Stimulate the Brain, Early and Often:
I am often asked if dog owners can do anything to make their dogs smarter. If you look on the super- market shelves, you'll see numer- ous dog foods that claim to aid in intelligence. I don't know if diet can increase intelligence, and dogs cannot take IQ tests to prove this one way or the other. However, I do believe "stimulating" a dog during early puppyhood can result in a stronger, more balanced brain.
A puppy's brain is like a sponge--soaking up all the smells and sights and experiences in the world as fast as it can. A well-stimulated pup will grow up to have a larger brain with more cells, bigger cells, and more interconnections between them. Hearing loud noises, getting regular exercise, meeting new dogs and people, traveling to new places, and even going through agility course training for a few minutes each day make for a stron- ger brain. We can influence the development of a puppy's brain by providing him with the best environment possible when he is a newborn pup.
Likewise, a dog that is deprived of stimulation or that doesn't have interactions with other dogs or humans is more likely to have a smaller brain and be less balanced. I have seen many situations in which an understimulated dog is not only an unhappy dog but also a dull, almost lifeless animal.
But, conversely, too much of a good thing can be harmful. I have also seen situations in which overstimulating a dog can lead to behavior problems and aggression. Signs of overstimulation can be seen in a dog who enters a room or approaches another dog face-to-face, with his tongue hanging out, gasping for breath, and pulling on the leash or barking. A lot of dog owners misinterpret these signs as those of a "happy" dog, but in reality, such dogs are out of control. When you see these signs, your dog needs calm, deliberate handling, and it's best to move him away from whatever is overstimulating him until he has calmed down.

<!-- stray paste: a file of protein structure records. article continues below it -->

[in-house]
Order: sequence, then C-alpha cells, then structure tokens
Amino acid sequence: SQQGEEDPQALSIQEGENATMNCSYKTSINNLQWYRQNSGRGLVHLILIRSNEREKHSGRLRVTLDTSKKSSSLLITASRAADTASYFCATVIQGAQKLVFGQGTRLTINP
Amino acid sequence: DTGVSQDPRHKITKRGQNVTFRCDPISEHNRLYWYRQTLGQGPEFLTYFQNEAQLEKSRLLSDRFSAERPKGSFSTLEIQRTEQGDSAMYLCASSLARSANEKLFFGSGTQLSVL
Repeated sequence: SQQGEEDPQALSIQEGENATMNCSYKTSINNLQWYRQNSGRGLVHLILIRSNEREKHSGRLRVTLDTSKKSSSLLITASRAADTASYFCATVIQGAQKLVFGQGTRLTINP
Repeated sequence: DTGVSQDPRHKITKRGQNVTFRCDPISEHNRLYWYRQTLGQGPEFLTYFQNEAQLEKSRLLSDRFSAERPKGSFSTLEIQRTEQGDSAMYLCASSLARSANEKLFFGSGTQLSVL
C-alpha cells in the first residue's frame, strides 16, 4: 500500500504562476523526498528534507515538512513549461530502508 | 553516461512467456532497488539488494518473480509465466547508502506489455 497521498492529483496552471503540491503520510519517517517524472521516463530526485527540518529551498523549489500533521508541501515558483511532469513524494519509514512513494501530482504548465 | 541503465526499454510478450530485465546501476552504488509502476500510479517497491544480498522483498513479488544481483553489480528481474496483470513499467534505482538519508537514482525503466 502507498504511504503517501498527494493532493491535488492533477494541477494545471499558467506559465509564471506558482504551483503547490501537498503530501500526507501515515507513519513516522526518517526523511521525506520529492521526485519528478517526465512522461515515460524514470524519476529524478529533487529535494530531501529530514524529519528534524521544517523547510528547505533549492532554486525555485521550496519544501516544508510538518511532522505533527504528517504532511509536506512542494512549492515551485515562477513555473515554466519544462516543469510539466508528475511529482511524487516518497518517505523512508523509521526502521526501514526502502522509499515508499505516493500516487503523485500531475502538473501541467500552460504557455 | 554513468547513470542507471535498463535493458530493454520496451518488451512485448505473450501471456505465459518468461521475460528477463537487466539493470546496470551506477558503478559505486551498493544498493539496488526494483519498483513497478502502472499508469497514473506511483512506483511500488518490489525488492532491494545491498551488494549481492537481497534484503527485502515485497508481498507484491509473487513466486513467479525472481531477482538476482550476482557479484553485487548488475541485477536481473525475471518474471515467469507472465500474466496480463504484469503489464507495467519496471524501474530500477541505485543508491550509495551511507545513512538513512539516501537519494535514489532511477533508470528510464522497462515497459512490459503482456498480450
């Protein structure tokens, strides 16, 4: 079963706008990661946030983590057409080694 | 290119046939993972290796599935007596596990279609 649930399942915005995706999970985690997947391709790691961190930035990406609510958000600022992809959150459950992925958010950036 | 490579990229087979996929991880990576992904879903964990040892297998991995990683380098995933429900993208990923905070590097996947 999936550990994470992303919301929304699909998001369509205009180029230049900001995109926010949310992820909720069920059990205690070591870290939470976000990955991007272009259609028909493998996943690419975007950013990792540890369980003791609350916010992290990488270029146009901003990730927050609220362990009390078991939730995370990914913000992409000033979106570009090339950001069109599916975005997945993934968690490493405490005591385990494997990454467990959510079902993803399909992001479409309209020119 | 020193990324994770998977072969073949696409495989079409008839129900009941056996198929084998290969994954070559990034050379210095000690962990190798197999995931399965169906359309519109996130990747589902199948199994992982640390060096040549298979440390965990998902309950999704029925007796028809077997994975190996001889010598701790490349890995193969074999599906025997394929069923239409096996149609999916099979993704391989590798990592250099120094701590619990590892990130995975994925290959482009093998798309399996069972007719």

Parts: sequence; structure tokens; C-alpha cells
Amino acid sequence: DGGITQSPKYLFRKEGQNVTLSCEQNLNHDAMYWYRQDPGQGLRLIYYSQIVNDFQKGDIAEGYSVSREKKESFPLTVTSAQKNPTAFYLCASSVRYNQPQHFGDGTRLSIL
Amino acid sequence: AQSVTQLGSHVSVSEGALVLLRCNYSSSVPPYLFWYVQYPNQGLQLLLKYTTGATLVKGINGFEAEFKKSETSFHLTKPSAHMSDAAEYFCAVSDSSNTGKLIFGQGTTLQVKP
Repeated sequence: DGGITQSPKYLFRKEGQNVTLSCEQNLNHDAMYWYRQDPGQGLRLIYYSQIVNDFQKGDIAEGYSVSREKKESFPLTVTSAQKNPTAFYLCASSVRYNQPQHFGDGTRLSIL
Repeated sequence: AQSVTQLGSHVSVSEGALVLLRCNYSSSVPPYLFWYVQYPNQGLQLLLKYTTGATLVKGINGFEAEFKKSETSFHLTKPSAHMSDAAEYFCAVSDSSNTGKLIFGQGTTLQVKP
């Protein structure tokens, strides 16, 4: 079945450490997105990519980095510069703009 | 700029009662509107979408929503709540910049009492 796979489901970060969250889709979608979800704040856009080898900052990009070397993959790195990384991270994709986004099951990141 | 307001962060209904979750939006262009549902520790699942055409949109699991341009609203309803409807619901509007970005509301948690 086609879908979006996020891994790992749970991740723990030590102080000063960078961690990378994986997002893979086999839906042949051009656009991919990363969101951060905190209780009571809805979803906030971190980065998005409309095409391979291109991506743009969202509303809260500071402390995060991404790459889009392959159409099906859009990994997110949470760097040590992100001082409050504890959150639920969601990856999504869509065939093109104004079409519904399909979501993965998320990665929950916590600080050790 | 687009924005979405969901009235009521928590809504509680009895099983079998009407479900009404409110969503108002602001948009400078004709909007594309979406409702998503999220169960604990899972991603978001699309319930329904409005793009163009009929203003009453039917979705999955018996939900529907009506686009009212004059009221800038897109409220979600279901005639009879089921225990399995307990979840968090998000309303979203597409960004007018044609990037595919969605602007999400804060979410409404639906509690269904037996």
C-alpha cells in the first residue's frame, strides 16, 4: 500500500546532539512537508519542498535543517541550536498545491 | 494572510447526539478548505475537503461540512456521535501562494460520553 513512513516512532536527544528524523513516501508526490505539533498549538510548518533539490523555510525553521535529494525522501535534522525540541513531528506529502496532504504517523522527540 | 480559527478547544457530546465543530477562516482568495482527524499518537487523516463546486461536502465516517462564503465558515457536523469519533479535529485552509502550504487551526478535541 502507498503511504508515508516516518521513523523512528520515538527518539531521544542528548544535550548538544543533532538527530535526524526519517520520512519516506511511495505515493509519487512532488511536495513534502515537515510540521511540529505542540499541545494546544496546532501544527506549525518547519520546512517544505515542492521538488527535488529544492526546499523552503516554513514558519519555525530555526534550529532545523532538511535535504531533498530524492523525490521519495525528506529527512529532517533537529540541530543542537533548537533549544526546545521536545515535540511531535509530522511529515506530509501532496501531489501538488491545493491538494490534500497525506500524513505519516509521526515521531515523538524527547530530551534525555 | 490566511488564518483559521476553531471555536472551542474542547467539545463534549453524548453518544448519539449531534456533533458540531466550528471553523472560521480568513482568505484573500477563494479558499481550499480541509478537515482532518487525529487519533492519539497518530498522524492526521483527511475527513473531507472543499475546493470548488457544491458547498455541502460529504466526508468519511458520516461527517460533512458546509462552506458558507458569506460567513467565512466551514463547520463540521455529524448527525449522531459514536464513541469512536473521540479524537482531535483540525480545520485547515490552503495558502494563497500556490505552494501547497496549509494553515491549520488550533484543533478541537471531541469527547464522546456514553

Challenging Your Dog's Mind:
Keeping your dogs mentally challenged and constantly exposing them to new things are just as important as taking them for walks and exercising them. Bored dogs develop destructive behaviors and take their negative energy out on things like your furniture. Here are some creative ways to stimulate your dog's mind:
1. Work on a new trick. Every time you engage your dog in a training session, you are providing him with a mental challenge. Search around for new tricks to learn and practice. If you're ready to move past the basic commands of "sit," "stay," and "come" . . . try linking commands together like "retrieve and sit."
2. Play with interactive games or toys. Dog toys have evolved beyond rubber squeaky toys and cloth squirrels. I like to use canine puzzles that allow you to hide treats and objects inside the puzzle, which engage your dog in figuring out how to work them out. If you don't have a puzzle, you can hold a treat in one hand and let your dog figure out which hand is hiding the treat. Because dogs have such a powerful sense of smell, your dog will guess right 100 percent of the time.
3. Change your walk routine. Try a different street or park just to keep it interesting for your dog.
4. Give your dog a job to do. Dogs are bred to complete tasks like hunting and herding. Engage your dog in a game of Frisbee. Get him involved in a sport like agility or flyball. Find jobs that fulfill your dog's breed.
5. Socialize your dog. Dogs are social animals, and you should nurture the need for social activity by planning playdates with other compatible dogs.
Excerpted from Cesar Millan's Short Guide to a Happy Dog: 98 Essential Tips and Techniques
by Cesar Millan
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